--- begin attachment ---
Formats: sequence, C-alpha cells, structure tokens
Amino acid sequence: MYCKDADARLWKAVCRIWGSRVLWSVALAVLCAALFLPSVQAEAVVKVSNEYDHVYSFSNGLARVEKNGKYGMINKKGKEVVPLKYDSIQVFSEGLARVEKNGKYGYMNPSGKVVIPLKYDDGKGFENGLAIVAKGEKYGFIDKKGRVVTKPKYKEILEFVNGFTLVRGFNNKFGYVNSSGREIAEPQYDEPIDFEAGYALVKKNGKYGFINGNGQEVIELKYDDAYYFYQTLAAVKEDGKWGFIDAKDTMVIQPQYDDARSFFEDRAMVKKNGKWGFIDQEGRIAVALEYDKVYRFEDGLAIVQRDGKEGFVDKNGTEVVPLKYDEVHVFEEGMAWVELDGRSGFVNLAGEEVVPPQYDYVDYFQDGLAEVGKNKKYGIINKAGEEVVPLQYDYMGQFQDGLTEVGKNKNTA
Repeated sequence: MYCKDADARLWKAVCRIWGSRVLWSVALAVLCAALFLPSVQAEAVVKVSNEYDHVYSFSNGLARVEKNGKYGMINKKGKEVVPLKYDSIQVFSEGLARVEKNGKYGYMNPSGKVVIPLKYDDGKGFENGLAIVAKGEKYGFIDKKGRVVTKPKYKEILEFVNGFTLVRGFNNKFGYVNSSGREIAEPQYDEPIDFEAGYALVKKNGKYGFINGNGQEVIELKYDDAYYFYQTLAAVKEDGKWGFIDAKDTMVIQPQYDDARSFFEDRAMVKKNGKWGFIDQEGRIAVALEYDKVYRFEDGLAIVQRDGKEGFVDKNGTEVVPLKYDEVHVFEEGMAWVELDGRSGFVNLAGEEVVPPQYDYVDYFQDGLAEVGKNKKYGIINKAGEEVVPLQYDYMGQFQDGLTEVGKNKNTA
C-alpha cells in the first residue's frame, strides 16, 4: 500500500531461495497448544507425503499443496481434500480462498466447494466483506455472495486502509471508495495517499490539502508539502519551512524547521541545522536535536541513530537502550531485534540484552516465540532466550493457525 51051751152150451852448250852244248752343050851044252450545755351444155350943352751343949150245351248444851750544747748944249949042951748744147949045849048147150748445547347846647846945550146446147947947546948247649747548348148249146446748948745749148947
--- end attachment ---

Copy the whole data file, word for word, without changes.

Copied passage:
Formats: sequence, C-alpha cells, structure tokens
Amino acid sequence: MYCKDADARLWKAVCRIWGSRVLWSVALAVLCAALFLPSVQAEAVVKVSNEYDHVYSFSNGLARVEKNGKYGMINKKGKEVVPLKYDSIQVFSEGLARVEKNGKYGYMNPSGKVVIPLKYDDGKGFENGLAIVAKGEKYGFIDKKGRVVTKPKYKEILEFVNGFTLVRGFNNKFGYVNSSGREIAEPQYDEPIDFEAGYALVKKNGKYGFINGNGQEVIELKYDDAYYFYQTLAAVKEDGKWGFIDAKDTMVIQPQYDDARSFFEDRAMVKKNGKWGFIDQEGRIAVALEYDKVYRFEDGLAIVQRDGKEGFVDKNGTEVVPLKYDEVHVFEEGMAWVELDGRSGFVNLAGEEVVPPQYDYVDYFQDGLAEVGKNKKYGIINKAGEEVVPLQYDYMGQFQDGLTEVGKNKNTA
Repeated sequence: MYCKDADARLWKAVCRIWGSRVLWSVALAVLCAALFLPSVQAEAVVKVSNEYDHVYSFSNGLARVEKNGKYGMINKKGKEVVPLKYDSIQVFSEGLARVEKNGKYGYMNPSGKVVIPLKYDDGKGFENGLAIVAKGEKYGFIDKKGRVVTKPKYKEILEFVNGFTLVRGFNNKFGYVNSSGREIAEPQYDEPIDFEAGYALVKKNGKYGFINGNGQEVIELKYDDAYYFYQTLAAVKEDGKWGFIDAKDTMVIQPQYDDARSFFEDRAMVKKNGKWGFIDQEGRIAVALEYDKVYRFEDGLAIVQRDGKEGFVDKNGTEVVPLKYDEVHVFEEGMAWVELDGRSGFVNLAGEEVVPPQYDYVDYFQDGLAEVGKNKKYGIINKAGEEVVPLQYDYMGQFQDGLTEVGKNKNTA
C-alpha cells in the first residue's frame, strides 16, 4: 500500500531461495497448544507425503499443496481434500480462498466447494466483506455472495486502509471508495495517499490539502508539502519551512524547521541545522536535536541513530537502550531485534540484552516465540532466550493457525 51051751152150451852448250852244248752343050851044252450545755351444155350943352751343949150245351248444851750544747748944249949042951748744147949045849048147150748445547347846647846945550146446147947947546948247649747548348148249146446748948745749148947